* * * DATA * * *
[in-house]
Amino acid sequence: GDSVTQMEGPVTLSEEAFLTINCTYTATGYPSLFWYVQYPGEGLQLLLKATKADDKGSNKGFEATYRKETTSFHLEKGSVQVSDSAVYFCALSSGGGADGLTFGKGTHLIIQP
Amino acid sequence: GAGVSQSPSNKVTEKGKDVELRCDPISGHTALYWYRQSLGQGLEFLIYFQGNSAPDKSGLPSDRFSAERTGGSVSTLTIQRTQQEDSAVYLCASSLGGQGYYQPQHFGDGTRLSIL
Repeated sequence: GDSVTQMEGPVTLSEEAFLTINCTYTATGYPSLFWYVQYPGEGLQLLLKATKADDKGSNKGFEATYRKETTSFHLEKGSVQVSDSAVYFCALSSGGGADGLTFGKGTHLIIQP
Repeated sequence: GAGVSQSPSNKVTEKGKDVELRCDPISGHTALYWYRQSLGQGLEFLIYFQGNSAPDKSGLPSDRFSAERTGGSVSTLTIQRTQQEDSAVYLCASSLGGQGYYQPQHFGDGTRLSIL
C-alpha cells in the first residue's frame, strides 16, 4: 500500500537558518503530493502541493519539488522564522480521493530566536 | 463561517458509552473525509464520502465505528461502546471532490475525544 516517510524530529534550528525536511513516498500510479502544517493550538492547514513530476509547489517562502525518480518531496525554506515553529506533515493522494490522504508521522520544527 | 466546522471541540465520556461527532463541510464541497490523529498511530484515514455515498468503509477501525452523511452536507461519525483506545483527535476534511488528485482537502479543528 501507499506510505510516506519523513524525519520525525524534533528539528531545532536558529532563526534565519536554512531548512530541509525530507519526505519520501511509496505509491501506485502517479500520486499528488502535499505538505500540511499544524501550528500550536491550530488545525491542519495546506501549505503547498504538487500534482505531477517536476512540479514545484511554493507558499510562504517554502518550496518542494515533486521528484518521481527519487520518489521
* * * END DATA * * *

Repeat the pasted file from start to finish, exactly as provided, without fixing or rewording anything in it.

[in-house]
Amino acid sequence: GDSVTQMEGPVTLSEEAFLTINCTYTATGYPSLFWYVQYPGEGLQLLLKATKADDKGSNKGFEATYRKETTSFHLEKGSVQVSDSAVYFCALSSGGGADGLTFGKGTHLIIQP
Amino acid sequence: GAGVSQSPSNKVTEKGKDVELRCDPISGHTALYWYRQSLGQGLEFLIYFQGNSAPDKSGLPSDRFSAERTGGSVSTLTIQRTQQEDSAVYLCASSLGGQGYYQPQHFGDGTRLSIL
Repeated sequence: GDSVTQMEGPVTLSEEAFLTINCTYTATGYPSLFWYVQYPGEGLQLLLKATKADDKGSNKGFEATYRKETTSFHLEKGSVQVSDSAVYFCALSSGGGADGLTFGKGTHLIIQP
Repeated sequence: GAGVSQSPSNKVTEKGKDVELRCDPISGHTALYWYRQSLGQGLEFLIYFQGNSAPDKSGLPSDRFSAERTGGSVSTLTIQRTQQEDSAVYLCASSLGGQGYYQPQHFGDGTRLSIL
C-alpha cells in the first residue's frame, strides 16, 4: 500500500537558518503530493502541493519539488522564522480521493530566536 | 463561517458509552473525509464520502465505528461502546471532490475525544 516517510524530529534550528525536511513516498500510479502544517493550538492547514513530476509547489517562502525518480518531496525554506515553529506533515493522494490522504508521522520544527 | 466546522471541540465520556461527532463541510464541497490523529498511530484515514455515498468503509477501525452523511452536507461519525483506545483527535476534511488528485482537502479543528 501507499506510505510516506519523513524525519520525525524534533528539528531545532536558529532563526534565519536554512531548512530541509525530507519526505519520501511509496505509491501506485502517479500520486499528488502535499505538505500540511499544524501550528500550536491550530488545525491542519495546506501549505503547498504538487500534482505531477517536476512540479514545484511554493507558499510562504517554502518550496518542494515533486521528484518521481527519487520518489521